More than once I’ve stuffed my hiking boots full of tampons.
When I studied abroad in Morocco, I was warned that no tampons were available outside of major cities. Female exchange students who had stuffed their boots and shoes with less essential items frantically emailed their mothers to FedEx boxes of the precious supplies as soon as possible.
In Pakistan, I found that tampons were available at upmarket department stores, but a regular-sized box can go for more than $10 and they aren’t always in stock. Several times I found myself on a hygiene hunt around the city, desperately looking for a box before the onset of the dreaded monthly flow.
A year’s supply of tampons and pads takes up a ton of space in your luggage, especially if you’re traveling with only a backpack. In some countries, customs officials may not have seen tampons before and could consider the strange tubes as objects worthy of investigation.
In Morocco, I heard about an expat who packed a huge stash of tampons in her luggage and was questioned by officials at the airport. The men inspecting her bags thought the tampons, the applicator type, were being used to transport illegal drugs. The men opened up every single tampon in search of illicit substances. All they found inside the suspicious plastic containers was cotton, but they kept opening them nonetheless.
When I couldn’t deal with hygiene hunts and shoe stuffing anymore, I resolved to find a way to live happily without tampons.
Usually made of latex, silicone or rubber, menstrual cups are small, re-useable tampon alternatives. The cup works by sitting inside your vagina and collecting the blood that would usually get absorbed into a tampon. A cup can be worn for up to 12 hours, even during heavy flow, and when you are ready to remove it, you simply take it out, dump out the contents, wash the cup and reinsert it.
When your period is over, sterilize your cup and store it for next month. It usually takes women a few trial runs to get used to inserting, wearing and removing a menstrual cup. Since a cup doesn’t put you at risk for toxic shock like a tampon does, you can try it out when you’re not having your period and get used to wearing it.
A variety of brands are available, including the American-made Keeper and the Canadian DivaCup. International brands include LadyCup (Czech Republic), Fleurcup (France), Miacup (South Africa) and Lunette (Finland). Before buying a menstrual cup, check out pictures and read reviews at Menstrualcups.org. Personally, I have the LadyCup, although I must admit I was swayed by the variety of colors and cute cloth bags that come with the cups.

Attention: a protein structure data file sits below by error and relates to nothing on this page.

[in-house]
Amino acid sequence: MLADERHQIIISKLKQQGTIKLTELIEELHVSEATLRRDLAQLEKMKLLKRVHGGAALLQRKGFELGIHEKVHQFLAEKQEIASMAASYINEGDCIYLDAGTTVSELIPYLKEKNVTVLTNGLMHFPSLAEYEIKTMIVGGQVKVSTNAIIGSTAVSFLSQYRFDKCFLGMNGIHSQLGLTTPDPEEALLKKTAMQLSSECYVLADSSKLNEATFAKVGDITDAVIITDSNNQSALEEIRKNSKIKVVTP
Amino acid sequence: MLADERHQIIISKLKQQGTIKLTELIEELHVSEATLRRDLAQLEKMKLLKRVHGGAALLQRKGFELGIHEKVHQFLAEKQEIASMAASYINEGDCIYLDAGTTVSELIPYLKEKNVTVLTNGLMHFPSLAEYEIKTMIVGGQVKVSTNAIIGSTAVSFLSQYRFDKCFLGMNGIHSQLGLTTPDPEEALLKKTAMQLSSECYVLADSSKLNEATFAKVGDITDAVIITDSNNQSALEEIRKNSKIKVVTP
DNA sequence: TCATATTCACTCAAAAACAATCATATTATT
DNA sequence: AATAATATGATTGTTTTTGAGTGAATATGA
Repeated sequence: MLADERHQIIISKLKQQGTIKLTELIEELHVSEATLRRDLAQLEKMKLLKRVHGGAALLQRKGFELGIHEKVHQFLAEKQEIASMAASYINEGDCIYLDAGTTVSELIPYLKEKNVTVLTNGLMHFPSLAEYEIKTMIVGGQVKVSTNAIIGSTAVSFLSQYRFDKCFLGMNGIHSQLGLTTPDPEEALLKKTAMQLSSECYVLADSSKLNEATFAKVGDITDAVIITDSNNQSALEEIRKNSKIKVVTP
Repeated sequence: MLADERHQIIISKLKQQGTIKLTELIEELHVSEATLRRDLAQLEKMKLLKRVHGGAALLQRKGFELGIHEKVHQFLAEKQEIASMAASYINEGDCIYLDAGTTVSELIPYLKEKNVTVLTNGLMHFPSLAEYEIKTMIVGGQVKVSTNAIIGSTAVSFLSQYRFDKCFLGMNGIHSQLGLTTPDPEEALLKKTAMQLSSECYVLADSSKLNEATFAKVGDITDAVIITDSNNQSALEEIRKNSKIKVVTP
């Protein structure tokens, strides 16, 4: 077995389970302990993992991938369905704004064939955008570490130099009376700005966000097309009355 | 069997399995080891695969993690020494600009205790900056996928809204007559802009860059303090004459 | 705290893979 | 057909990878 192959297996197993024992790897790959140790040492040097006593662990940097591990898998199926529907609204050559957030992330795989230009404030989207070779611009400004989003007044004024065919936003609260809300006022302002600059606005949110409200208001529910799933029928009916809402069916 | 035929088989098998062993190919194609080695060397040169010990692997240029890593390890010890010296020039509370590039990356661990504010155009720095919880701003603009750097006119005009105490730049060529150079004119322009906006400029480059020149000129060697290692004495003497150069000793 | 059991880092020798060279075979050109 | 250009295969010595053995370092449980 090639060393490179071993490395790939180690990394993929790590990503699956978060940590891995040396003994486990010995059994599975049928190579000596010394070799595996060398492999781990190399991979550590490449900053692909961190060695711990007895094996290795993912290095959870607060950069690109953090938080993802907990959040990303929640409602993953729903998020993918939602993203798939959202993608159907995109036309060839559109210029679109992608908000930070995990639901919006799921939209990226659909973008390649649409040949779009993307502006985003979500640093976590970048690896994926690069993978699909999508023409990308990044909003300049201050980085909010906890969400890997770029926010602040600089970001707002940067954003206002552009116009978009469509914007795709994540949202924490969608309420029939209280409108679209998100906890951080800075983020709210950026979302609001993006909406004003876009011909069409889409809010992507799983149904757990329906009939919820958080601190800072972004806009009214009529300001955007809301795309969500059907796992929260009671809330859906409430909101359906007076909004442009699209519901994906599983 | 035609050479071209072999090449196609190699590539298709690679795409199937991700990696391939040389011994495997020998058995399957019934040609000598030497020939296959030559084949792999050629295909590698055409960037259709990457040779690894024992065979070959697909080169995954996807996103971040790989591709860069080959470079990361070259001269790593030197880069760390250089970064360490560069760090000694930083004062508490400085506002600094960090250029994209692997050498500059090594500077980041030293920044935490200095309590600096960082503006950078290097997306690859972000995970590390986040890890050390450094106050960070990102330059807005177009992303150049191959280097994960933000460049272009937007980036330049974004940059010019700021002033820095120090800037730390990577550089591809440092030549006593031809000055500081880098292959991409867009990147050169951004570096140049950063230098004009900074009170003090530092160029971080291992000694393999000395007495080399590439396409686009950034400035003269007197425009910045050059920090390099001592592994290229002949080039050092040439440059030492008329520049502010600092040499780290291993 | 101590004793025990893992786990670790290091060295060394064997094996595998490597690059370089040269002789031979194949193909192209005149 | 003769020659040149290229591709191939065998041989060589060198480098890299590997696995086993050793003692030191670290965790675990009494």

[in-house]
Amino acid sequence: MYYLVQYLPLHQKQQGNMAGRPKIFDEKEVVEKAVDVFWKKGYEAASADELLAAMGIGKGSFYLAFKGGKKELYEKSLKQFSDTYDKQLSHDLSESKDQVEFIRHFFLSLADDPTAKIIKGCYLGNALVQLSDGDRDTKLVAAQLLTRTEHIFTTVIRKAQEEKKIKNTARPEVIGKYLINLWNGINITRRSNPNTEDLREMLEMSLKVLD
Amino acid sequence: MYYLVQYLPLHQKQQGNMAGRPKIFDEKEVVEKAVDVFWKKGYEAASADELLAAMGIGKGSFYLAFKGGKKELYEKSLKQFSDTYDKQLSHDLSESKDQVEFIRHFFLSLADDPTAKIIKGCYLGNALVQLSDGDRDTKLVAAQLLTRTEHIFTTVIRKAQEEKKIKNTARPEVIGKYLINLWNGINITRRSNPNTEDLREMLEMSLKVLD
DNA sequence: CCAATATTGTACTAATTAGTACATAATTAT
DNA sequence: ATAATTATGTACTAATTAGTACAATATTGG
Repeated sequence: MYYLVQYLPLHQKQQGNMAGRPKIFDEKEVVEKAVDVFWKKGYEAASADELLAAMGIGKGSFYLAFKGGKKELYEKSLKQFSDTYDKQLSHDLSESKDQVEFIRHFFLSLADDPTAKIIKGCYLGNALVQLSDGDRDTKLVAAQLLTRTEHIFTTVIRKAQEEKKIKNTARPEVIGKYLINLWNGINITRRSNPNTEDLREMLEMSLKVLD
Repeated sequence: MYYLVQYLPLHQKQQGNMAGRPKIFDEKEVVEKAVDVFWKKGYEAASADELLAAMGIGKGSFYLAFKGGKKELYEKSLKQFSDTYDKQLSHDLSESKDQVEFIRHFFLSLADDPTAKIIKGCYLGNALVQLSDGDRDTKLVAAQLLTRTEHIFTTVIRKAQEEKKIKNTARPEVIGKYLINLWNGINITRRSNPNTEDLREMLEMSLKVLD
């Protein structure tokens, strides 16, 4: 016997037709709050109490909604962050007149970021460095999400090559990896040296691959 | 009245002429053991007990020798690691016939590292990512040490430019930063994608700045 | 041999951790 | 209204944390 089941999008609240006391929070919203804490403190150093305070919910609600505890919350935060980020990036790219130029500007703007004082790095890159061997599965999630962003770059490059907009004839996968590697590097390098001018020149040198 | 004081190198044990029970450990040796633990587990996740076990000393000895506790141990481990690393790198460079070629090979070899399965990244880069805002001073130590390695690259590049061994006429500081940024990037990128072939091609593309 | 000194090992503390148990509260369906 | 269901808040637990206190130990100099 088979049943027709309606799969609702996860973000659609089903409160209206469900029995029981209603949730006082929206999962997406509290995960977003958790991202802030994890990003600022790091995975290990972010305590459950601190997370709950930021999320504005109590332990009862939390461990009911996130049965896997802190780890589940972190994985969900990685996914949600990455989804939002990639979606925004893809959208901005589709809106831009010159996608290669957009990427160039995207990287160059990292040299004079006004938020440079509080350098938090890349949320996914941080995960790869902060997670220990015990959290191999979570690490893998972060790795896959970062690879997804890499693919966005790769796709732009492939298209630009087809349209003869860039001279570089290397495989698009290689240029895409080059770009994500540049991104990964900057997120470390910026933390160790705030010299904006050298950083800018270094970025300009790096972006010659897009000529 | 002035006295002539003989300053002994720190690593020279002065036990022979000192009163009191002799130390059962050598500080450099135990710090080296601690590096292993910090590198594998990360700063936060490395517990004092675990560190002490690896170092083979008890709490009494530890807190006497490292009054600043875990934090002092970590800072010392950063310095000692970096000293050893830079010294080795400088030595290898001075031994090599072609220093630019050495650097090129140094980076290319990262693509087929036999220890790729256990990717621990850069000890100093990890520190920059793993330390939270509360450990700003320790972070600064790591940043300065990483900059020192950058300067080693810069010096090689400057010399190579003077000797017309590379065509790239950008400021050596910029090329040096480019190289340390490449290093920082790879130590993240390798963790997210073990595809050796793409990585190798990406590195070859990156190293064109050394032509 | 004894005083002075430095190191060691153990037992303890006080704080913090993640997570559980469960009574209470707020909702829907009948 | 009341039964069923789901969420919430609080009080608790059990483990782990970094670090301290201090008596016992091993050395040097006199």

Menstrual cups are usually good for 10 years of use and cost between $30 and $50. If you are traveling in an area where it is not possible to properly wash your menstrual cup, have a backup and some plastic zip-locks with you. Dump out the first cup, rinse it with some water from your canteen, and store it in a plastic bag until you get a chance to sterilize it.
If you prefer pads to tampons or aren’t yet ready to try a menstrual cup, washable pads are another alternative. They come in a variety of sizes and colors and can be reused for three to five years. For a lighter flow, get washable pantyliners, and for a heavier flow go for larger maxi pads. One brand that is popular is Luna Pads; the company also offers washable underwear with built in pads.
A single maxi pad runs around $15 – $20, but most women will spend much more than that during a single year on disposable maxi pads. You can expect to get at least three years of use out of a washable pad, so in the long run Luna Pads are a cheaper, greener alternative.
The pads can be washed by machine or by hand, although it’s best to pre-soak the pads as soon as you take them off. Washable pads are light, easy to travel with, and don’t leave you with any waste while backpacking or traveling. If you can’t wash your pads right away, put them in a plastic bag and then soak them in hot water when you get the opportunity.
Going with reusable menstrual cups and washable pads instead of regular hygiene products will free up space in your luggage, save you money and cut down considerably on the amount of waste you produce during your period. I keep a LadyCup in my purse or travel bag even when I’m not expecting to use it.
In Gracia Burnham’s book, In the Presence of My Enemies, the author shares the story of being kidnapped and held hostage long-term in the Philippines. One of the major concerns among the women hostages was a lack of tampons and other hygiene products; their male captors were not exactly understanding and cardboard was the only viable alternative.
You won’t always be able to stuff your boots and bags full of tampons, but you can always have a menstrual cup and some washable pads on you just in case.